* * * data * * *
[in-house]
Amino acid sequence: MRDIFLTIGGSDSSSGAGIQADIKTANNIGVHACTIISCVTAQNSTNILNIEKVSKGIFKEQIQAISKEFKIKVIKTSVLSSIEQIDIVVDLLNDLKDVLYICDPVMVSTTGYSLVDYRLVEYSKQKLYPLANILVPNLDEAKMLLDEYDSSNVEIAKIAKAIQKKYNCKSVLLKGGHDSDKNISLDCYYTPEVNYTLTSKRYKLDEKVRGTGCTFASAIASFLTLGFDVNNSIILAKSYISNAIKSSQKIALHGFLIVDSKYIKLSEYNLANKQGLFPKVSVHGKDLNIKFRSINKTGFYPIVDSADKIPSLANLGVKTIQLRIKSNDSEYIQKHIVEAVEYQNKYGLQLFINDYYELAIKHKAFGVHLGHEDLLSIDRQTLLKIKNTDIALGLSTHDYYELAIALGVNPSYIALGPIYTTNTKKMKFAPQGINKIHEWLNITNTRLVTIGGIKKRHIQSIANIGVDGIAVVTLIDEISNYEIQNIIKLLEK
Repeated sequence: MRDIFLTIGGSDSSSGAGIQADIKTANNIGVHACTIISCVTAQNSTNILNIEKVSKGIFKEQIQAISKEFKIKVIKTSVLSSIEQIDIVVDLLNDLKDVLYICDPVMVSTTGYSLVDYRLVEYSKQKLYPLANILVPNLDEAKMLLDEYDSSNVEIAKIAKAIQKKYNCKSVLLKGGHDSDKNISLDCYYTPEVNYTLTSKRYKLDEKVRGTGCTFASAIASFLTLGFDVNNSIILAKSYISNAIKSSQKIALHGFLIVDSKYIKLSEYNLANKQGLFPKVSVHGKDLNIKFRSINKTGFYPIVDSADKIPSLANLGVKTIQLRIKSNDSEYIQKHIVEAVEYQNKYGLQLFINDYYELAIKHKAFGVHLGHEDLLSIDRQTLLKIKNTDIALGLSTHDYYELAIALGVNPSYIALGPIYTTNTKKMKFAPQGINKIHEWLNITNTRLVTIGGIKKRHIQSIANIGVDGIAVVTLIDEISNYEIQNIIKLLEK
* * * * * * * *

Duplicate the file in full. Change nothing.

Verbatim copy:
[in-house]
Amino acid sequence: MRDIFLTIGGSDSSSGAGIQADIKTANNIGVHACTIISCVTAQNSTNILNIEKVSKGIFKEQIQAISKEFKIKVIKTSVLSSIEQIDIVVDLLNDLKDVLYICDPVMVSTTGYSLVDYRLVEYSKQKLYPLANILVPNLDEAKMLLDEYDSSNVEIAKIAKAIQKKYNCKSVLLKGGHDSDKNISLDCYYTPEVNYTLTSKRYKLDEKVRGTGCTFASAIASFLTLGFDVNNSIILAKSYISNAIKSSQKIALHGFLIVDSKYIKLSEYNLANKQGLFPKVSVHGKDLNIKFRSINKTGFYPIVDSADKIPSLANLGVKTIQLRIKSNDSEYIQKHIVEAVEYQNKYGLQLFINDYYELAIKHKAFGVHLGHEDLLSIDRQTLLKIKNTDIALGLSTHDYYELAIALGVNPSYIALGPIYTTNTKKMKFAPQGINKIHEWLNITNTRLVTIGGIKKRHIQSIANIGVDGIAVVTLIDEISNYEIQNIIKLLEK
Repeated sequence: MRDIFLTIGGSDSSSGAGIQADIKTANNIGVHACTIISCVTAQNSTNILNIEKVSKGIFKEQIQAISKEFKIKVIKTSVLSSIEQIDIVVDLLNDLKDVLYICDPVMVSTTGYSLVDYRLVEYSKQKLYPLANILVPNLDEAKMLLDEYDSSNVEIAKIAKAIQKKYNCKSVLLKGGHDSDKNISLDCYYTPEVNYTLTSKRYKLDEKVRGTGCTFASAIASFLTLGFDVNNSIILAKSYISNAIKSSQKIALHGFLIVDSKYIKLSEYNLANKQGLFPKVSVHGKDLNIKFRSINKTGFYPIVDSADKIPSLANLGVKTIQLRIKSNDSEYIQKHIVEAVEYQNKYGLQLFINDYYELAIKHKAFGVHLGHEDLLSIDRQTLLKIKNTDIALGLSTHDYYELAIALGVNPSYIALGPIYTTNTKKMKFAPQGINKIHEWLNITNTRLVTIGGIKKRHIQSIANIGVDGIAVVTLIDEISNYEIQNIIKLLEK